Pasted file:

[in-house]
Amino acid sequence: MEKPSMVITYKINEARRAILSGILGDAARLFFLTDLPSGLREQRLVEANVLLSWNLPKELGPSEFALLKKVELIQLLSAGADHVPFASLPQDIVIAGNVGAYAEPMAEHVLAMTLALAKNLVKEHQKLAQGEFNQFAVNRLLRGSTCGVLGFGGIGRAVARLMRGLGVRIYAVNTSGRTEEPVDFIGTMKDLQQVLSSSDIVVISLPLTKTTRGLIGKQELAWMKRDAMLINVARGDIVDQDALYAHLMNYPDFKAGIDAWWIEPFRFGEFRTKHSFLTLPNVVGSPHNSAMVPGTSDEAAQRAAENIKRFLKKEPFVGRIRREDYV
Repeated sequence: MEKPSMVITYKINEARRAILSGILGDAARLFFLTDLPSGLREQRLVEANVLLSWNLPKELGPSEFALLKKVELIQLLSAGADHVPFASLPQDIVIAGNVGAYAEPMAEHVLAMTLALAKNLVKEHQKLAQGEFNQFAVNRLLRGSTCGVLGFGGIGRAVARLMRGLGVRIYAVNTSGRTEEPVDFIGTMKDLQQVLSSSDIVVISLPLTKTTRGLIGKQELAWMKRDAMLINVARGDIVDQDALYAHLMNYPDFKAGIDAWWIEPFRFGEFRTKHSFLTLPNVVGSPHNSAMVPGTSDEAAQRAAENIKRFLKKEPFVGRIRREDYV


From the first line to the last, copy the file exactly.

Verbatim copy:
[in-house]
Amino acid sequence: MEKPSMVITYKINEARRAILSGILGDAARLFFLTDLPSGLREQRLVEANVLLSWNLPKELGPSEFALLKKVELIQLLSAGADHVPFASLPQDIVIAGNVGAYAEPMAEHVLAMTLALAKNLVKEHQKLAQGEFNQFAVNRLLRGSTCGVLGFGGIGRAVARLMRGLGVRIYAVNTSGRTEEPVDFIGTMKDLQQVLSSSDIVVISLPLTKTTRGLIGKQELAWMKRDAMLINVARGDIVDQDALYAHLMNYPDFKAGIDAWWIEPFRFGEFRTKHSFLTLPNVVGSPHNSAMVPGTSDEAAQRAAENIKRFLKKEPFVGRIRREDYV
Repeated sequence: MEKPSMVITYKINEARRAILSGILGDAARLFFLTDLPSGLREQRLVEANVLLSWNLPKELGPSEFALLKKVELIQLLSAGADHVPFASLPQDIVIAGNVGAYAEPMAEHVLAMTLALAKNLVKEHQKLAQGEFNQFAVNRLLRGSTCGVLGFGGIGRAVARLMRGLGVRIYAVNTSGRTEEPVDFIGTMKDLQQVLSSSDIVVISLPLTKTTRGLIGKQELAWMKRDAMLINVARGDIVDQDALYAHLMNYPDFKAGIDAWWIEPFRFGEFRTKHSFLTLPNVVGSPHNSAMVPGTSDEAAQRAAENIKRFLKKEPFVGRIRREDYV